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Why Ankylosing Spondylitis Is Often Misdiagnosed in Women
Ankylosing spondylitis (AS) is a kind of arthritis that affects the spine and other joints and organs. It is a chronic inflammatory illness that causes the vertebrae (spinal bones) to fuse together, resulting in spine stiffness and limited mobility.
Genetic and environmental factors induce ankylosing spondylitis. The illness runs in families and is more frequent in males than in women. It may occur at any age but usually in late adolescence or early adulthood.
How do Females Often Show Symptoms?
Arthritis includes ankylosing spondylitis (AS). Pain and limited mobility are common symptoms of AS, a chronic inflammatory illness primarily affecting the spine and joints.
Diseases may exhibit cyclical patterns, with acute episodes of symptoms followed by periods of remission.
There is a wide range of AS symptoms and severity from woman to woman.
In women, the most typical AS symptoms are −
Suffering from back, hip, and neck discomfort
Muscle tightness after sleeping
Joint discomfort in the legs
Diseases that affect the whole body, such as psoriasis and inflammatory bowel illness
However, not everyone with AS will have severe problems like spinal fusion if their condition is not detected and treated promptly.
What Percentage of People Experience This?
Rare cases of AS do occur. In the United States, inflammatory illness affects around 0.2% of the population. Research shows, however, that AS may be more prevalent than previously thought since it is still commonly under-diagnosed.
It has been estimated that 3 million persons, or around 1 percent of the population, fall into this category. This puts AS on par with rheumatoid arthritis, another inflammatory illness.
For decades, medical professionals assumed that males were at a far higher risk for developing AS, but this perception has shifted drastically as science has progressed. Men used to have a 10-to-1 advantage, but that gap has narrowed thanks to recent discoveries.
Additionally, women are more likely to get a delayed or inaccurate diagnosis. That's why scientists are skeptical that we know the frequency among women.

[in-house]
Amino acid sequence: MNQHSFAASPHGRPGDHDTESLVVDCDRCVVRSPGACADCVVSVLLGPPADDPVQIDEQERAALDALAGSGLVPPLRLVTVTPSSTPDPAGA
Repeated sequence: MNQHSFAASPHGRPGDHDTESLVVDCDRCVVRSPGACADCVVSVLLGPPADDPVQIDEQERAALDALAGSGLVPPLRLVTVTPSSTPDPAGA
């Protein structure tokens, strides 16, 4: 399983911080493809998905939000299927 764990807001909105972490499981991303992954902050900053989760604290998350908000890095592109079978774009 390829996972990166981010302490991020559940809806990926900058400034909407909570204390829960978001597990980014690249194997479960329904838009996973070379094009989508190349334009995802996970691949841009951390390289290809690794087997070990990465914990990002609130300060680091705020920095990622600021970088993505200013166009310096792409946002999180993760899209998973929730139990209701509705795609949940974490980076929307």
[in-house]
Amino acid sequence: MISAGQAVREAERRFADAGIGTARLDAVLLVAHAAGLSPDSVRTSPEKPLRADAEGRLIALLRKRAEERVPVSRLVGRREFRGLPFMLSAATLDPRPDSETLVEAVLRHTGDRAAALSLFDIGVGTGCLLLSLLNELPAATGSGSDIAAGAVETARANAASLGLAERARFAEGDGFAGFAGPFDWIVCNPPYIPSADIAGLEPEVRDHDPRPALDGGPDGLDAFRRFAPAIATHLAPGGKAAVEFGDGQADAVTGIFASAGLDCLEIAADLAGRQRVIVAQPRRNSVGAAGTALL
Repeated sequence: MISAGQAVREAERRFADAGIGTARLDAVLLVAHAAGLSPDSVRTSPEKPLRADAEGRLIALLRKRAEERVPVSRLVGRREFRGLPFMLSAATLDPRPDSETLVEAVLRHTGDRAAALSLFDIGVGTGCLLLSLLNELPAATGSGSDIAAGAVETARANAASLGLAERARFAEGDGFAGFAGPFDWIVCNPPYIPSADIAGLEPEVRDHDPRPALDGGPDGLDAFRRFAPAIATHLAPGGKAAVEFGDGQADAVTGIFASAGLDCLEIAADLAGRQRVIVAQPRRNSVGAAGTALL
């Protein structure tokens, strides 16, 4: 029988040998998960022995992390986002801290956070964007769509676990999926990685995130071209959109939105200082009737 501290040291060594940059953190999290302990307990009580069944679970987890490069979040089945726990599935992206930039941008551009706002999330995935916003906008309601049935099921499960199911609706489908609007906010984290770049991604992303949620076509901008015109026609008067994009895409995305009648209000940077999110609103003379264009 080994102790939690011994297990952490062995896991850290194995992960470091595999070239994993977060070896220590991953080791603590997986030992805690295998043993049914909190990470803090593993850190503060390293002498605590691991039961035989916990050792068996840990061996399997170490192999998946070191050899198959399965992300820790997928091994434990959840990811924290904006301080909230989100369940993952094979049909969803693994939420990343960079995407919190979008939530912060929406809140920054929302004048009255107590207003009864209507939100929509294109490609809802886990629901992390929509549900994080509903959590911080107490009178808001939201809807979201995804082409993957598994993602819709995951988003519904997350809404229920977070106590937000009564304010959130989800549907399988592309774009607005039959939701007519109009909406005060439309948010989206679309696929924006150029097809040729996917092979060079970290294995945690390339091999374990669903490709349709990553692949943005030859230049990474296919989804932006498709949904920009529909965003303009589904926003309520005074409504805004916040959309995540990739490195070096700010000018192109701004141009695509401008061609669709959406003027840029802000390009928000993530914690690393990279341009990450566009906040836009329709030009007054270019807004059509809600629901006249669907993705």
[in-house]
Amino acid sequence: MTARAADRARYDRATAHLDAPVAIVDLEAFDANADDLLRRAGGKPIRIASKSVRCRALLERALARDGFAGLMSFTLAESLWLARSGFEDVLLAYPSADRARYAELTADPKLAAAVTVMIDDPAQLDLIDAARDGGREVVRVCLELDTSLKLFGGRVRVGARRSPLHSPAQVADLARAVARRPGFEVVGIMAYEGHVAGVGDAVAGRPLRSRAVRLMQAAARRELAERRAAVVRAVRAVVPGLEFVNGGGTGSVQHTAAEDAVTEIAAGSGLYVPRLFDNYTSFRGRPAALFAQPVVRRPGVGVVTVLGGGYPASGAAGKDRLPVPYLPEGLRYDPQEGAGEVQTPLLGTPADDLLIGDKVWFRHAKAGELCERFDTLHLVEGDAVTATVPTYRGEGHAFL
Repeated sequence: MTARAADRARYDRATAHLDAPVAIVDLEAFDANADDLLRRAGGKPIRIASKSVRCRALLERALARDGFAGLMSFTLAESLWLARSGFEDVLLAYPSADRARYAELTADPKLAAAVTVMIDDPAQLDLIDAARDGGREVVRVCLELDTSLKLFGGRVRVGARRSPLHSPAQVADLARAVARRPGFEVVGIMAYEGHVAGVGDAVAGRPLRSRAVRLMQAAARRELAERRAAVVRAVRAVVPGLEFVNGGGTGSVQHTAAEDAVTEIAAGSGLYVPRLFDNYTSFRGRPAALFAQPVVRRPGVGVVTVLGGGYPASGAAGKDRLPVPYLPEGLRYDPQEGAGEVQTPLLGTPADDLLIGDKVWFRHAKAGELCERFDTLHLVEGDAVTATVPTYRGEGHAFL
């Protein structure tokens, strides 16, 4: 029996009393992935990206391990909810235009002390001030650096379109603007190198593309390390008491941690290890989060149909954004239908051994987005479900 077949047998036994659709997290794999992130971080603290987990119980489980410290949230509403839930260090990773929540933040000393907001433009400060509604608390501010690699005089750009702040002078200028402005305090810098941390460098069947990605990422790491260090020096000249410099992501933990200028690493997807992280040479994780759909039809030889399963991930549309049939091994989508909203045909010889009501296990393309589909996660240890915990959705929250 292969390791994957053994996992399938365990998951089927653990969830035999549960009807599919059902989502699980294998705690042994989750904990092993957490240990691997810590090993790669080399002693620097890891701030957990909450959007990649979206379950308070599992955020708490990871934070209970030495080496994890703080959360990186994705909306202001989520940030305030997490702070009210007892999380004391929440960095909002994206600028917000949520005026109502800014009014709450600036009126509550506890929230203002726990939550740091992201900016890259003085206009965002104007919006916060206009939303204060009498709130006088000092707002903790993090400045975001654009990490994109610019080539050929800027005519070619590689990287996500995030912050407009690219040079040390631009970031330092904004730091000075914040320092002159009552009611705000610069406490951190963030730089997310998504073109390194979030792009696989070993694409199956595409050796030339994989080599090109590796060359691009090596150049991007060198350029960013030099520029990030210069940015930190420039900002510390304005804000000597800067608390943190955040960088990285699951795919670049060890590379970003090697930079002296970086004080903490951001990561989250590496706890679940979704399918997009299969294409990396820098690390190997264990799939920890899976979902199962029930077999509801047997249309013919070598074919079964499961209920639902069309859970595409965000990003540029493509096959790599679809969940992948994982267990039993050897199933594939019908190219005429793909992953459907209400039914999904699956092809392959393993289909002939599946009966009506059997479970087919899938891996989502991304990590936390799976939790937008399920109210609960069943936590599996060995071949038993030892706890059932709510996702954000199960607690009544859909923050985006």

In What Time Frame Can a Diagnosis Be Made?
In contrast to males, women tend to wait longer for an AS diagnosis. Research conducted in 2017 found that the average time between diagnosis and treatment was 8.8 years for women and 6.5 years for males.
This lag for women is due to several interrelated causes. First, the method used to diagnose might cause delays for female patients.
The diagnosis of AS is often made by a rheumatologist. Since there is currently no definitive test for AS, a combination of methods may be required.
Health records, both personal and familial
Analysis of signs and symptoms
Check-up on the Body
Examination of the blood
X-rays and other imaging procedures help diagnose AS. That's because the condition might harm the sacroiliac joint (the one that links the hips to the sacrum). X-rays may reveal the damage.
However, some persons with the illness may not display any outward symptoms. Non-radiographic axial spondylarthritis (nr-AxSpA) is the medical term for this AS.
Women are more likely to be affected than males, and as MRI may need to be used for more sensitive imaging, diagnosis may be delayed.
Assumptions that AS is more common in men may also slow the diagnostic process for females.
In addition, males have been significantly overrepresented in research. This is being looked at in recent research. But there has to be a lot more study done to learn about distinctions between the sexes.
In What Ways Does AS Provide Difficulties?
Inflammation of the ligaments and tendons that connect to the spinal vertebral bodies causes AS. When left untreated, this swelling might lead to chronic back pain.